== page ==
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District of Columbia Board of Education
|For immediate release: May 4, 1998
||For more information contact:
Mary Bunn, 724-4289
Board committee chair recommends that DCPS pull back proposed discipline policy for
Washington, DC: Today, Board of Education President Wilma Harvey
announced that she will recommend that the District public school administration pull back
the revised discipline policy proposed by past CEO Becton for further work.
Our panel of citizen advisors raised a disturbing number of issues around the
proposed discipline policy, said President Wilma Harvey. After listening to
two and a half hours of testimony I am convinced that the policy, as written, will
compound the problems of student discipline and unnecessarily expose DCPS to legal
The Board public hearing, held April 28, began with a roundtable discussion with two
lawyers specializing in juvenile justice issues, a principal of an alternative charter
school and a representative of National Council of La Raza. Today the elected Board of
Education of the District of Columbia released the minutes of its public meeting.
The panelists discussed a range of issues that they felt the proposed policy failed to
- The policy establishes a wall of sternness, isolating children with discipline problems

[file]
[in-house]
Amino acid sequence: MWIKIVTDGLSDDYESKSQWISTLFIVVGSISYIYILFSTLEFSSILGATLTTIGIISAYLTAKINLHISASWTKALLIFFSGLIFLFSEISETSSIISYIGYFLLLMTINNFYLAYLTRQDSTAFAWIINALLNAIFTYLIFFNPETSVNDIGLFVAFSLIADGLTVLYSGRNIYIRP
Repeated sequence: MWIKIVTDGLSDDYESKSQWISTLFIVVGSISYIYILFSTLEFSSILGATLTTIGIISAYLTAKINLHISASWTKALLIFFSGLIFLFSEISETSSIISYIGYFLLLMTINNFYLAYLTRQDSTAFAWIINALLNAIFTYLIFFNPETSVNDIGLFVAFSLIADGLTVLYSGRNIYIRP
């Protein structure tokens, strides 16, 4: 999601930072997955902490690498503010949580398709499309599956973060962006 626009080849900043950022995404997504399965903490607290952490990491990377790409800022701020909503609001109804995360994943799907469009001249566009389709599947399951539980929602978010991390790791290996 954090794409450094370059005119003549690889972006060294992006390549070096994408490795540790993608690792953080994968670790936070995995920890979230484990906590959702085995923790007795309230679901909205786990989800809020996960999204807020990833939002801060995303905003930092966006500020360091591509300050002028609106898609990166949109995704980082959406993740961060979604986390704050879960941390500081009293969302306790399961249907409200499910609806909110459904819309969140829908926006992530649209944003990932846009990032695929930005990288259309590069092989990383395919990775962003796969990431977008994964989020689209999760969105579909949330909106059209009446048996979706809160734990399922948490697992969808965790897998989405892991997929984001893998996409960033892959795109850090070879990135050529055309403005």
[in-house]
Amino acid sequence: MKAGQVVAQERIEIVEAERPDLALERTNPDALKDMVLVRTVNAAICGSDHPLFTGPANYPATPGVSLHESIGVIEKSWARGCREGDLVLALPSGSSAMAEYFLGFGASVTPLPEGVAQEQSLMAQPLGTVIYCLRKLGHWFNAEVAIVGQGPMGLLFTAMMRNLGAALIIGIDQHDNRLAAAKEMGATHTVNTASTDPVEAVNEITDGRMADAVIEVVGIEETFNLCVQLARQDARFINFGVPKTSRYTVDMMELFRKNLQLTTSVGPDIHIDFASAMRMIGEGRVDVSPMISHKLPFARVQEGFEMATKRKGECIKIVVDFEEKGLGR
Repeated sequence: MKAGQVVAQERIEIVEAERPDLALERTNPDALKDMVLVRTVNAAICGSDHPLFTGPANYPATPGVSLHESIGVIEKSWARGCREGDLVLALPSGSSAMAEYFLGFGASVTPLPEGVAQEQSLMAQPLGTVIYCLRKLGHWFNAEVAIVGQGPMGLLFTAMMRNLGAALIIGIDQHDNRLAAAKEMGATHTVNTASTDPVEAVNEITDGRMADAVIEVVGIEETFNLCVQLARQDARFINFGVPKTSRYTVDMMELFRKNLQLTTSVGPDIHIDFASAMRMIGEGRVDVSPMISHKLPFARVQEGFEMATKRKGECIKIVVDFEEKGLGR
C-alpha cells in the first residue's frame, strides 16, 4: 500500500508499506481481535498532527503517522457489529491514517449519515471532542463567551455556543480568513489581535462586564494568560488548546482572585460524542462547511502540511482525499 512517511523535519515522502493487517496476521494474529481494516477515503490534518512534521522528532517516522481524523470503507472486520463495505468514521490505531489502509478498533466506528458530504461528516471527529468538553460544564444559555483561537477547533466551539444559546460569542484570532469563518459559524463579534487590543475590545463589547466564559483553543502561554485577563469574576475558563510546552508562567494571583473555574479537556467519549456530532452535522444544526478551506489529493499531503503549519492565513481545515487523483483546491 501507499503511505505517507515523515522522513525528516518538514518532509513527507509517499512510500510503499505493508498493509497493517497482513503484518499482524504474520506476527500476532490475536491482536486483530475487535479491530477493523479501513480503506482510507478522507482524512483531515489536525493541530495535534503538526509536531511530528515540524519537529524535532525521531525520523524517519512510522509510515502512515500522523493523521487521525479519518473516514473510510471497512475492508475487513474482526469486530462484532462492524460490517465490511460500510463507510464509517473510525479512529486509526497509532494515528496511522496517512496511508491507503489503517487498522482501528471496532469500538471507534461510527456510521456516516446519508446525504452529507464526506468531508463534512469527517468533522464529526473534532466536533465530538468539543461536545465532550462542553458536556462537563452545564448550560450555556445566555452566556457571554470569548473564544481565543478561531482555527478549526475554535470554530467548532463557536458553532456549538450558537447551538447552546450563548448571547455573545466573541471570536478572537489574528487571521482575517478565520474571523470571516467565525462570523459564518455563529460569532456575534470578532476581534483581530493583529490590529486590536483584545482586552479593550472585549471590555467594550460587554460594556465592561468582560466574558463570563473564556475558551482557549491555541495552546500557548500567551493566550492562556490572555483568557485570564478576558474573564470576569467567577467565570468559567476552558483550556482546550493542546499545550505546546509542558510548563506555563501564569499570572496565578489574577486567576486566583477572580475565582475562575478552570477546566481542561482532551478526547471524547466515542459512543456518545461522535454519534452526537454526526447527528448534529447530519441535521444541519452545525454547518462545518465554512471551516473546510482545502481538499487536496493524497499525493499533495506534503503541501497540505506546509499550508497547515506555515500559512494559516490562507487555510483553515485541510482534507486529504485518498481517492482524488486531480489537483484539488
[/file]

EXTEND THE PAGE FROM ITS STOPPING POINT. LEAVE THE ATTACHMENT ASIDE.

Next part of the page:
rather than pulling them into the system.
- It fails to recognize that discipline problems become evident as early as first, second
and third grade, allows disruptive students to continue through a system rift with
neglect, and ignores the original issue that led to the discipline problem.
- When notifying parents of students with discipline problems, the policy does not take
into account families who do not speak English at home.
- Sections of the policy violate the Family Educational Records and Privacy Act (FERPA).
- The process for removing disruptive students from a classroom or school includes so many
steps that it increases the chance for administrators to be caught on a technicality.
The Board of Education sponsored the public hearing to provide their community advisors
and city residents the opportunity to discuss the policy in public. This meeting is
an example of what the elected Board has begun as an ongoing process of working with the
public to actually resolve a problem, stated Phil Blair, the coordinator of the